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Astrologers angered by stars

Professor Brian Cox and Dara O'Briain have unleashed the wrath of Britain's astrologers with their comments about the ancient art on BBC2's "Stargazing Live" show, with the result that the Astrological Association of Great Britain have started a petition they plan to send to the BBC.

The section of the program that caused the fuss has been described in truly harrowing terms by 'respected astrologer' Angela Cornish, in an e-mail that was published by the SkyScript blog:

"If you didn't happen to see it, there were two presenters, Professor Brian Cox and Dara O'Briain. All was going well until they got to a part where they had models of the planets in our solar system on a table and Dara was explaining that all of the planets orbit at different speeds and distances away from the Sun. He said only the earth orbits the Sun in 365 days and returns to its own place, showing that horoscopes are nonsense. He then went on to add **"Let's get this straight once and for all, Astrology is rubbish"** The other presenter, Brian Cox, then agreed and said **"in the interests of balance on the BBC, yes astrology is nonsense."**

Shocking stuff, I think you'll agree.

This is not the first time that Brian Cox has waded into the astrology controversy that has raged in science for literally almost none of the last couple of centuries. The hackles of Britain's astrologers were raised last year, when Cox took a moment during his Wonders of the Solar System series to explain to the public that "astrology is a load of rubbish," a statement which pretty much echoes the scientific consensus on the matter, which says that, "astrology is a load of rubbish." It's a position that was first reached by Islamic scholars at least 650 years ago, and has been studiously ignored by such great minds as Jonathan Cainer ever since.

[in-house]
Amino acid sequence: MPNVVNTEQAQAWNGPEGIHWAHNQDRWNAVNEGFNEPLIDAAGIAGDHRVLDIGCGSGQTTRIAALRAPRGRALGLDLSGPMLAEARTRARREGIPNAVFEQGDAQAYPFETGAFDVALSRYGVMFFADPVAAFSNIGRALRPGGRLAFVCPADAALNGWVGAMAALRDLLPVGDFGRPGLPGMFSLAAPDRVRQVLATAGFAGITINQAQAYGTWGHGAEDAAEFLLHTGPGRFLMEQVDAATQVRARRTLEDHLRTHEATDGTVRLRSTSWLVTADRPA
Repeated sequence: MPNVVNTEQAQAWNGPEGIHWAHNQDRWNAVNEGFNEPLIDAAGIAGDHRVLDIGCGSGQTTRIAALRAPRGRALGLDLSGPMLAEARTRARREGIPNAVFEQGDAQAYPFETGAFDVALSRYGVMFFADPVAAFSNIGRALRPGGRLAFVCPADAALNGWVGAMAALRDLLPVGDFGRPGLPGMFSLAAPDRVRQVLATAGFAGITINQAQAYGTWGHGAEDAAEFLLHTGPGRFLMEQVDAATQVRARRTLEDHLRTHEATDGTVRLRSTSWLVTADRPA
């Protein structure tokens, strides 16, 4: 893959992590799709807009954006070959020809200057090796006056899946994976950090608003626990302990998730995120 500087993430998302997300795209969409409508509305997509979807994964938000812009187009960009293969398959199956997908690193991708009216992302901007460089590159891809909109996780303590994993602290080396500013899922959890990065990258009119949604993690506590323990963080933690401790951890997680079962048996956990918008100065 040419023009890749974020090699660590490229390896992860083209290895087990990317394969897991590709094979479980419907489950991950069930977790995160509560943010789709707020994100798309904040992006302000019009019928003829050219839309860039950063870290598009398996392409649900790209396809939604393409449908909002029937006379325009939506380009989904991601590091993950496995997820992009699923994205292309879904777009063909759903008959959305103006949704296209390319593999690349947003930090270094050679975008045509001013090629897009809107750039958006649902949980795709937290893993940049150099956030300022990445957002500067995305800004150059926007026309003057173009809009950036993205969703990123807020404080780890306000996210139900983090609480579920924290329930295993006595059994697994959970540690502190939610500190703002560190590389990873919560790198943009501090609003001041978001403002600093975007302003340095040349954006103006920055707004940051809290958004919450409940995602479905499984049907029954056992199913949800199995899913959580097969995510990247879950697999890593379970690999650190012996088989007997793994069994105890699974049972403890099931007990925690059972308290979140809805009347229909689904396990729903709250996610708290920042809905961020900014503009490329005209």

Since then, TV's most clean-shaven male Professor has become a bit of a lightning rod for astrologically-guided criticism, and the Astrological Association of Great Britain's new petition names him personally:

The Association will be requesting that the BBC make a public apology and a statement that they do not support the personal views of Professor Brian Cox or Dara O'Briains on the subject of astrology. We also request that the BBC will commit to making a fair and balanced representation of astrology when aired in the future.

On the second sentence at least I think we can all agree. I'd love to see the BBC give a fair and balanced representation of astrology. In fact sod it, let's extend that to all newspapers as well.

Such a representation would depict astrology as a pseudoscience with no real basis in evidence that was already being ridiculed in the Dark Ages, and note that after thousands of years astrologers still can't produce statistically meaningful results.

It would observe that any apparent successes of astrology probably owe more to the use of cold-reading techniques, convenient vagueness, and the exploitation of psychological quirks like confirmation bias or the Forer effect, and express amazement at the continued ability of the astrological industry to lift hundreds of millions of euros, pounds and dollars out of the pockets of customers each year.

Read on. (The original article also contains several links, which we haven't reproduced here)



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